The Reserve Bank of India has initiated corrective action at Indian Overseas Bank on the grounds that its management is unable to revive it.
IOB has reported low return on assets for four consecutive quarters from July 2014.
The bank’s branch expansion and recruitment have been curtailed but no lending curbs have been imposed.
In a note to the Chennai-based bank, also marked to the government, RBI said its management was not proactive in arresting the decline in performance.
IOB posted a loss of Rs 245 crore for June-September 2014 and a loss of Rs 516 crore in October-December 2014. RBI is monitoring the bank every month.
The government appointed R Koteeswaran as chief executive and managing director of IOB on December 31, 2014.
The post was vacant for almost six months before that and in the two months prior to Koteeswaran’s appointment, the bank had only one executive director, Atul Agarwal. IOB is eligible for two executive directors; and the second Pawan Bajaj, was appointed in March 2015.
After coming to power in May 2014, the National Democratic Alliance government had cancelled all appointments to state-owned banks cleared by the United Progressive Alliance regime.
IOB’s new management, however, failed to raise its return on assets to the threshold of 0.25 per cent that triggers corrective action by the central bank.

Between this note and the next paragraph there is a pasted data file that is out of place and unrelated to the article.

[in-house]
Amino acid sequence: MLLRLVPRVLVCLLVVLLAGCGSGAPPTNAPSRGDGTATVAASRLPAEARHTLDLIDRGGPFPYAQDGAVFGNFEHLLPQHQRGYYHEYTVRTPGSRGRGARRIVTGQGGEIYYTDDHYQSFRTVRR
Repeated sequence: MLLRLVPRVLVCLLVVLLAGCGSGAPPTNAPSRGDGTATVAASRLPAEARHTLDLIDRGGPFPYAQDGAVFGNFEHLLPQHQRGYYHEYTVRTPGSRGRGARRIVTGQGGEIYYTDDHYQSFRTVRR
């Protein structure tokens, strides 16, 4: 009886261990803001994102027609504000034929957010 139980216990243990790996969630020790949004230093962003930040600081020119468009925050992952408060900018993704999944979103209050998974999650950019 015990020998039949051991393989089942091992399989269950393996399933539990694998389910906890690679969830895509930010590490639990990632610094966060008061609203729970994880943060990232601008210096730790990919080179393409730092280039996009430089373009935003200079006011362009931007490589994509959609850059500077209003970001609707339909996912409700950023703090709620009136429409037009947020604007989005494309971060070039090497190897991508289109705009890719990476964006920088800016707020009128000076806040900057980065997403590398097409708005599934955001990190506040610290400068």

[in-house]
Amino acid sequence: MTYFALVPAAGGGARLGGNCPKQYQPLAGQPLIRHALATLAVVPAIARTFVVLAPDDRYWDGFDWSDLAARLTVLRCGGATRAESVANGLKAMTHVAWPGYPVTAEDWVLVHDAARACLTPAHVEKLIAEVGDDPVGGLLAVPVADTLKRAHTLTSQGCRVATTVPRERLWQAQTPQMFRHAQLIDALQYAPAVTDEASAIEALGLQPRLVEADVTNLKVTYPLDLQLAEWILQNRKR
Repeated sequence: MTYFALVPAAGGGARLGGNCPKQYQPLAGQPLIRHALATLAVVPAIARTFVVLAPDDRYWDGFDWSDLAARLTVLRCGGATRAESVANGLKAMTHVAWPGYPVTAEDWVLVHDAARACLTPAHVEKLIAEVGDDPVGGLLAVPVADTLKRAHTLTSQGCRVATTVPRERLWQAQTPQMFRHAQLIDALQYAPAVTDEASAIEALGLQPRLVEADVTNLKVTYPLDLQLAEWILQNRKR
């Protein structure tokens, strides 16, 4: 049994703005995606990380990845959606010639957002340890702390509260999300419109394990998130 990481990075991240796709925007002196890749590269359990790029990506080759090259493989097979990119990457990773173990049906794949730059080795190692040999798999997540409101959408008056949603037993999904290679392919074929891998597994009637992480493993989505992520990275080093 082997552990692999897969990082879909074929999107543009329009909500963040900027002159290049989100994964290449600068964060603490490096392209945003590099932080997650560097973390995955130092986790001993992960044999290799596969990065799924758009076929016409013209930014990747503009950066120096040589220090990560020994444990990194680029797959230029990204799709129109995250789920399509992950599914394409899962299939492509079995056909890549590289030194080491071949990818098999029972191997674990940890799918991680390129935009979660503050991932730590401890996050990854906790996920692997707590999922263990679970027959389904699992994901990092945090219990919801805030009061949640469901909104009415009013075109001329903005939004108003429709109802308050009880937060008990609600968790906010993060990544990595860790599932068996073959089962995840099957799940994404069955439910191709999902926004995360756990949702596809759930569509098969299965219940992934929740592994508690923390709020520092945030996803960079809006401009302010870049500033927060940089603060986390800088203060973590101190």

RBI summoned the IOB brass in the last week of August to emphasise the need for greater coordination.
“RBI has been telling banks to become more proactive in order to avoid further slippages,” a source said.
Corrective action is initiated if a bank’s capital adequacy ratio falls below nine per cent or its net non-performing assets rise above 10 per cent or its return on assets falls below 0.25 per cent. IOB’s capital adequacy ratio and net NPAs are within acceptable limits.
Shares of the bank fell nearly three per cent following RBI announcing restrictions.
The stock fell 2.27 per cent to Rs 36.50 on BSE. At NSE, its shares declined 2.93 per cent to Rs 36.35.
Standard & Poor’s on Tuesday said the bank’s rating could face downward pressure if the corrective action taken by RBI results in weakening of the bank’s credit profile.
“We could also lower the rating on IOB if the bank’s risk-adjusted capital ratio declines to less than five per cent,” S&P said.
Image: Indian Overseas Bank. Photograph: Rediff Archives